Category Archives: Salads and Sides

Summer Strawberry Chopped Salad

Welcome to the steamy hot heart of summer! I was feeling like a slacker for being a solid month late in posting this strawberry salad. As with all the rhubarb recipes I meant to post, I thought I’d missed my window. BUT it seems fate and Mother Nature have conspired to make the timing downright perfect. Strawberry season is three weeks late here, thanks to all that June rain (that I missed in CA…#notsorry).

This recipe comes from the fabulous Bevin Wallace’s Real Life Delicious blog and is based on a salad at Vail’s Chophouse. If you can get away with a DIY version of anything in Vail you’re usually $100 ahead of a game, even when it comes to salad. Considering the other revelation that this year is serving up a bumper crop of strawberries, I’d highly encourage you to try this salad. The dressing alone is worth having on hand, and the whole shebang is a great addition to any gathering.

The only slightly labor intensive thing here are the candied pecans. You could of course use some fancy packaged pecans, or simply sub toasted pecans but, c’mon, live a little. It’s salad and it’s summer and as the strawberries will tell you, it’s been a gloomy spring. Time to celebrate!

Nothing says summahhhh like fresh strawberries

Summer Strawberry Chopped Salad

Ingredients

  • 1/2 lb. pecan pieces (you won’t need a half pound of pecans for the salad, but nobody every complained about having too many candied pecans on hand)
  • 1/3 cup sugar
  • 1/2 tsp. cinnamon
  • 1/2 tsp. salt
  • 1 egg white
  • 1 head butter lettuce
  • 1 pint strawberries, hulled and cut into bite-sized pieces
  • 1 avocado, cubed
  • 4 oz. crumbled goat cheese

For the dressing

  • 1 garlic clove, finely chopped
  • 2 tbs. dijon Mustard
  • 1/4 cup champagne vinegar
  • 2 tbs. fresh lemon juice (juice of 1/2 lemon)
  • 2 tbs. honey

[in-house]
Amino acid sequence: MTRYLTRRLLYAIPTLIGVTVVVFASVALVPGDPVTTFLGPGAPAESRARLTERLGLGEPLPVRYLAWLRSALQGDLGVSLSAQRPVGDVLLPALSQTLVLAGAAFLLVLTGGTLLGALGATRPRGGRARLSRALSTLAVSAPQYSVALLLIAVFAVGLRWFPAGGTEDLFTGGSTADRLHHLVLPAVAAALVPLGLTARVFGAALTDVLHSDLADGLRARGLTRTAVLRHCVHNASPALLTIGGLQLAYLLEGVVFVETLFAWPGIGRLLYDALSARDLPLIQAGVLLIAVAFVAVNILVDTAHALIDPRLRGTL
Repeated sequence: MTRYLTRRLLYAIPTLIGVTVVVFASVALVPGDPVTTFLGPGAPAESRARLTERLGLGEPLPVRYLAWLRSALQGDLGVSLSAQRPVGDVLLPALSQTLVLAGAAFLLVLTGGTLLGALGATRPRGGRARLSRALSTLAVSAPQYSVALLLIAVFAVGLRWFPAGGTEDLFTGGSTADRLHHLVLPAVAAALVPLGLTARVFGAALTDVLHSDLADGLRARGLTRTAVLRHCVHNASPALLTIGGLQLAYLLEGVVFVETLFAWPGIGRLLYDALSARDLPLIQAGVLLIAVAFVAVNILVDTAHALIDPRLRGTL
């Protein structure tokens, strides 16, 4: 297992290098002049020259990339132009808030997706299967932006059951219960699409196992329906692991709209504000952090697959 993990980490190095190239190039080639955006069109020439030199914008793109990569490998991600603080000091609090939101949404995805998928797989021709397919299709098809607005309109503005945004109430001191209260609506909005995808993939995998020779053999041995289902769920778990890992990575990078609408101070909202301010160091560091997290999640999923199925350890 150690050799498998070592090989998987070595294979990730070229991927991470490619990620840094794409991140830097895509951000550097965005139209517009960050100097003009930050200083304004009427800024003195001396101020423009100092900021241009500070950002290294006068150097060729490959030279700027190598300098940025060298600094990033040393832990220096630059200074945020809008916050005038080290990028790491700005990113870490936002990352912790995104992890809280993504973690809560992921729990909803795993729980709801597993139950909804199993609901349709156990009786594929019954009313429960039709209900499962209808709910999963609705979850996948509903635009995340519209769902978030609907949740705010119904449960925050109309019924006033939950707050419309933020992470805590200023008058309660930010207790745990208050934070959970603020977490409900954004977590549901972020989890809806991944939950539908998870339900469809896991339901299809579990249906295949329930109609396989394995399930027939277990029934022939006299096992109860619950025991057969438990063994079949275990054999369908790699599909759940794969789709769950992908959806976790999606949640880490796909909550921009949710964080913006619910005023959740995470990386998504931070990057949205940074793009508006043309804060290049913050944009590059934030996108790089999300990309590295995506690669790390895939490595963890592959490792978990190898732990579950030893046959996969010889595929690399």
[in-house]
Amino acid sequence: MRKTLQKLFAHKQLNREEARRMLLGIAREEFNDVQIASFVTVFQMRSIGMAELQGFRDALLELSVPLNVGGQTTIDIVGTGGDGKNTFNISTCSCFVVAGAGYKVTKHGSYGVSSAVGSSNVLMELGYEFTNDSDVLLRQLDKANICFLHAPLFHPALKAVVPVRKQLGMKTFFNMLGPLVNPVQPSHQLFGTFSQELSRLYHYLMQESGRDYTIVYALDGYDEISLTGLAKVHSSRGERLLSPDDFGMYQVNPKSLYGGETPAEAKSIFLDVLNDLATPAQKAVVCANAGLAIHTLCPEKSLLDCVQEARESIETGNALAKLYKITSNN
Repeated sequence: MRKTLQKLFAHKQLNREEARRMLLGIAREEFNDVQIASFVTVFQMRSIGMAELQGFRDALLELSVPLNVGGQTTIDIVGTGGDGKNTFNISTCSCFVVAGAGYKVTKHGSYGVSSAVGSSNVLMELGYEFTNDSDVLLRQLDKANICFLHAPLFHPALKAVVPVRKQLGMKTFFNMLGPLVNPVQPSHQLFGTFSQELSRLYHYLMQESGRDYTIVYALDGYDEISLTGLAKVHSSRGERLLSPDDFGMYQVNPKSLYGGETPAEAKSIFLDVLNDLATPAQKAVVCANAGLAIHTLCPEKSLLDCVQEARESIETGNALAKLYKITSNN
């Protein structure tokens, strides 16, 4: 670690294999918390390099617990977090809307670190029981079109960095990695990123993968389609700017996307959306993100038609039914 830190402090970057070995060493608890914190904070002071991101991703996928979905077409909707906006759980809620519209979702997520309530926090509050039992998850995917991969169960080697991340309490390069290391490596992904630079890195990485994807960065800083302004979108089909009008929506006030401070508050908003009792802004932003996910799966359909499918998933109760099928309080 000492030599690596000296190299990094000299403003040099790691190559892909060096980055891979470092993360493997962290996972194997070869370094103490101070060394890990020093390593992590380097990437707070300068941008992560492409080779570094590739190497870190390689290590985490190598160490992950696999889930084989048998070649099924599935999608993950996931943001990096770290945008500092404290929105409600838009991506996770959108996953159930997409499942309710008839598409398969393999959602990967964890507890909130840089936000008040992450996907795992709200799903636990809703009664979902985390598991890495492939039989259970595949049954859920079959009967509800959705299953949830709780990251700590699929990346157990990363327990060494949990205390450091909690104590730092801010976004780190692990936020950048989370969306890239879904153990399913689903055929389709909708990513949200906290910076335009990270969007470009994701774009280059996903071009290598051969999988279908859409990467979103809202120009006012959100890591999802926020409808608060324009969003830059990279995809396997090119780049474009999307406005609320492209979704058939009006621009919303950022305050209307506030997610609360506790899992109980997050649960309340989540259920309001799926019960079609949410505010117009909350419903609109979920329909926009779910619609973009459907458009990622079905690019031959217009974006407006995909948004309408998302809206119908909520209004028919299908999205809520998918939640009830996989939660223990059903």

• Salt & pepper
  • 1/2 cup extra virgin olive oil

Method:

Make the candied pecans: Preheat oven to 250 degrees. Mix sugar, cinnamon, and salt in a bowl. Whisk egg white and 1 tbs. water together in a separate bowl until frothy. Toss pecans into the egg white mixture. Mix sugar mixture into pecan mixture until pecans are evenly coated. Spread coated pecans onto a baking sheet. Bake, stirring every 5 minutes, until pecans are evenly browned, about 25 mins. Allow to cool. In the meantime…

Make the dressing: Whisk together the garlic, mustard, vinegar, lemon juice, honey, salt & pepper in a bowl. Slowly whisk in the olive oil until the dressing is emulsified.

Make the salad: Tear the lettuce and place in a large (larger than you think you need) bowl. Add the strawberries, avocado, goat cheese, and about 4 oz. of the pecans. Drizzle on the dressing and toss gently.

Want more reason to get fresh berries? Check out these strawberry all stars.

 

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Shaved Brussels Sprouts Salad

 Well, I blew right by Thanksgiving and then went on tour. Since then, I have not cooked one bit, which, I have to admit, is kind of nice. I wanted to cook, but I’ve been on the road, and as a fairly messy cook it didn’t seem right to invade my hosts’ kitchens and disrupt their standards of neatness and order. If only there was some book like, “The Freeloaders Guide to Low-Impact Cooking.” Anyone want to get on that? Anyone?

Let’s loop back to Thanksgiving for a moment, and specifically to veggie sides, because ‘tis the season that we all need some healthy greens to balance the rest of what’s coming in. This salad is simple but tasty, easy to prep ahead and holds up (and even improves) over time.

I found it in desperation when I got a last-minute Brussels sprouts request. My go–to roasted Brussels sprouts require a hot oven and last minute prep, which was a deal breaker. Also, to keep the Thanksgiving peace, I wanted something less aggressive than the kale Brussels sprouts salad that was my previous go-to. This seemed like the perfect balance of healthy and mainstream, with a touch of sweetness and crunch to make it holiday material.

Shaved sprouts, mandoline style.

The only labor is shaving the Brussels sprouts, but you shoppers know there are ways to buy yourself out of that (I do like the thin slices you get from using a mandoline, but let’s not get picky over the holidays—bagged shortcuts are fine!) The recipe calls for dates, and I suggest the firmer (and cheaper, and easier to find) deglet vs medjool. You could also use dried cranberries or cherries if you prefer, for a more festive look, but the dates are darned good and less bossy in flavor.

OK that’s it! I hope you like this salad and it makes you feel better about eating cookies and chocolate for breakfast.